The popular view of anxiety casts it as something abnormal, an illness, something to be avoided at all cost. I don’t know the stats but I’m willing to bet that treating anxiety accounts for a good majority of all prescription narcotics flying off drugstores shelves today.
Without a doubt there are forms of anxiety which are abnormal and which do call for professional intervention. Anxiety disorders have ruined more than a few lives. But generally speaking anxiety can actually aid in mental health if used correctly.
Rollo May, one of the premier researchers on anxiety, found that in terms of psychosomatic illness and neurotic patters, “Anxiety is the psychic common denominator of all disease as well as of all behavior disturbances.” Emmy Van Deurzen, a top Existential therapist in Brittan, describes anxiety as “that basic unease or malaise which people experience as soon as they are aware of themselves and of their own responsibility in making something out of nothing.”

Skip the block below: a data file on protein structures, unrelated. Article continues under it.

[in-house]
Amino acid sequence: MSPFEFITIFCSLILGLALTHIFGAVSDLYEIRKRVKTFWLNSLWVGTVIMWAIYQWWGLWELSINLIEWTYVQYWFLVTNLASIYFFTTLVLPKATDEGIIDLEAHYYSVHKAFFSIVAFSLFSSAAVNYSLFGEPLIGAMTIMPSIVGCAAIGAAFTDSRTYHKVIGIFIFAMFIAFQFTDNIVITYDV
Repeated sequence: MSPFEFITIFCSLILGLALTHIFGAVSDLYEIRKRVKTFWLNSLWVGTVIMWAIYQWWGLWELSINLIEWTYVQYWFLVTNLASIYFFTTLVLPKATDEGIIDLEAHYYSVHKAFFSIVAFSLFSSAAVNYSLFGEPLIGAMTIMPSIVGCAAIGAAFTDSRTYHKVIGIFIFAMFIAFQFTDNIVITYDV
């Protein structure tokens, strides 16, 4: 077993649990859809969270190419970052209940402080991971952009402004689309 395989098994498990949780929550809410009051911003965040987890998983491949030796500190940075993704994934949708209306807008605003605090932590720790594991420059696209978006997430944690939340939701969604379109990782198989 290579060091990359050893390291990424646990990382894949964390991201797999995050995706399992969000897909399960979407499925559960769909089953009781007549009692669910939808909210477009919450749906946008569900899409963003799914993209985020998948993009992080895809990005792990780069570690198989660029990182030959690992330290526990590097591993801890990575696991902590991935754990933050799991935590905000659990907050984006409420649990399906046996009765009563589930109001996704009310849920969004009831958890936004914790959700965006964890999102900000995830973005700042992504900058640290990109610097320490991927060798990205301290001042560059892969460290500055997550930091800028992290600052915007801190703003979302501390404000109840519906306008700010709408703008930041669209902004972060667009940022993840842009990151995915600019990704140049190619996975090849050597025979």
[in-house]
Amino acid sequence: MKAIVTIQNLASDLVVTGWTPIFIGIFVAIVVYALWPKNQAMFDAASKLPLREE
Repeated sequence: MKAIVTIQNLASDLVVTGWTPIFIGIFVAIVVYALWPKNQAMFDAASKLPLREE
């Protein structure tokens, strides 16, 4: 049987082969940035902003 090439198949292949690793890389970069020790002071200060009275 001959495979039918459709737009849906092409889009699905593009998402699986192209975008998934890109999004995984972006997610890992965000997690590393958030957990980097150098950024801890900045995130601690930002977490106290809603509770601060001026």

All disease and behavior disturbances are linked to anxiety? Anxiety is essentially unease and malaise? How is any of this positive for mental health?
Let’s face it, we are groomed to avoid anything that smacks of pain, insecurity, chaos, meaninglessness, mortality and the like. We are a culture that thrives on intellectual smokescreens and illusions to protect our fragile mental states from the haunt of reality. We hustle about our daily lives creating distractions and pinning our identity to whatever social persona we have chosen (or has chosen us), be it our professional titles, our economic status, our education level, our fashion sense, our artistic abilities, etc. Anxiety is the last thing we want interfering with our living theatrics.